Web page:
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Major asset markets functioned in an orderly way, but liquidity has remained low

Treasury market liquidity remained low by historical standards, consistent with ongoing economic uncertainty and high interest rate volatility. Liquidity conditions deteriorated notably in March, but they subsequently recovered and are little changed, on net, since the beginning of the year. Market depth—a measure of the availability of contracts to trade at best quoted prices—for Treasury securities remains near historically low levels, particularly for short-term Treasury securities. However, market functioning has continued to be orderly. Regarding equity market liquidity, market depth based on the S&P 500 futures improved modestly since January but remained somewhat low compared with pre-COVID levels. Corporate and municipal secondary bond markets continued to function well; transaction costs in these markets were fairly low by historical standards.

In the market for Treasury bills, yields on Treasury bills maturing in early June moved up sharply in May on mounting concerns about the debt ceiling. Those increases were reversed as the debt ceiling situation was resolved. Market participants have focused lately on the prospect for substantial Treasury bill issuance as the Treasury rebuilds the Treasury General Account.

Short-term funding market conditions remained stable

Conditions in overnight bank funding and repurchase agreement, or repo, markets remained stable. Increases in the FOMC's target range for the federal funds rate fully passed through to other overnight rates. The effective federal funds rate and other unsecured overnight rates have remained several basis points below the interest rate on reserve balances since January. The Secured Overnight Financing Rate has been at or slightly above the offering rate on the overnight reverse repurchase agreement (ON RRP) facility. There were, however, temporary dislocations in other short-term funding markets; spreads on term negotiable certificates of deposit and lower-rated nonfinancial commercial paper spiked in March but then normalized as conditions in the banking sector improved.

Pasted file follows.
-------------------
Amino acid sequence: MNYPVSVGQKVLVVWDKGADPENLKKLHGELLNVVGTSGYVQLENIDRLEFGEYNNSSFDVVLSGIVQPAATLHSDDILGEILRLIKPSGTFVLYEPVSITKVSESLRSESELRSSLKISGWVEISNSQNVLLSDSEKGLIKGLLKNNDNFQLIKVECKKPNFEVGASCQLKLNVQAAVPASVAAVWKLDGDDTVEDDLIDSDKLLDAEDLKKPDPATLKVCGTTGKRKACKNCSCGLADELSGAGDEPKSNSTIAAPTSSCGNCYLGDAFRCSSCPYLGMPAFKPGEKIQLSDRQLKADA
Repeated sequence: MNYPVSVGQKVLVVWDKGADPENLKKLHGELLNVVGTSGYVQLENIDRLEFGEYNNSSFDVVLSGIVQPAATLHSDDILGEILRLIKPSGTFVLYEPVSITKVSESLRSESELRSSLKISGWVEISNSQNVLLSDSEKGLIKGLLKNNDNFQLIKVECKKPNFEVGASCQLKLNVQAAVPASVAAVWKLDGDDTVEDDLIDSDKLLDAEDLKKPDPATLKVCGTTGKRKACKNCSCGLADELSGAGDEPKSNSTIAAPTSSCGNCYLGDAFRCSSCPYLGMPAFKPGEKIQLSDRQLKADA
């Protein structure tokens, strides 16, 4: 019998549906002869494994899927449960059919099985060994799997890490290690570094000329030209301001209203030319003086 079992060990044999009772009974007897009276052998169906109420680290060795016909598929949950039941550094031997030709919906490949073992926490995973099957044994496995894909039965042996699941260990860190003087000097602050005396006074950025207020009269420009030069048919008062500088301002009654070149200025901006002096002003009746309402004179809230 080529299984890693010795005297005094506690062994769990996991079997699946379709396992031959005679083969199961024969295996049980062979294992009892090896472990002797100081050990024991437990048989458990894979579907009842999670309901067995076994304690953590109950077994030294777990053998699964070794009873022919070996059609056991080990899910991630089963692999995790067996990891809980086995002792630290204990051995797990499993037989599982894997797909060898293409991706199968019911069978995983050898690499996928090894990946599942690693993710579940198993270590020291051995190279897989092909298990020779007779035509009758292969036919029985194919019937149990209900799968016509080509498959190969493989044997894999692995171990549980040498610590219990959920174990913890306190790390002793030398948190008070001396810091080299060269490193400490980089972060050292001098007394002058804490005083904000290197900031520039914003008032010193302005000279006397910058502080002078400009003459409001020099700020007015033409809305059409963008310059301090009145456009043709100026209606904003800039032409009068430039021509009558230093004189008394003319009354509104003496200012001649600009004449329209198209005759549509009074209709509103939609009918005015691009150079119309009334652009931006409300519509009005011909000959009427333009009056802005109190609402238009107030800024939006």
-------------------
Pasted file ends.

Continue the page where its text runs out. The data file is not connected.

Government money market funds (MMFs) have seen a notable increase in assets under management (AUM) since January, driven in large part by the outflow of deposits from the banking sector. Prime funds, which have seen steady inflows over the tightening cycle, experienced mild outflows in the aftermath of the banking turmoil but have since recouped those flows and continued to grow. Weighted average maturities at prime and government MMFs remain near historical lows, likely in response to the continued increase in short-term rates and fund managers' uncertainty about the future path of interest rates. Elevated AUM, high demand for short-maturity assets at MMFs, and a limited supply of Treasury bills have all contributed to continuing elevated take-up at the Federal Reserve's ON RRP facility.

Bank credit continued to expand but at a slower pace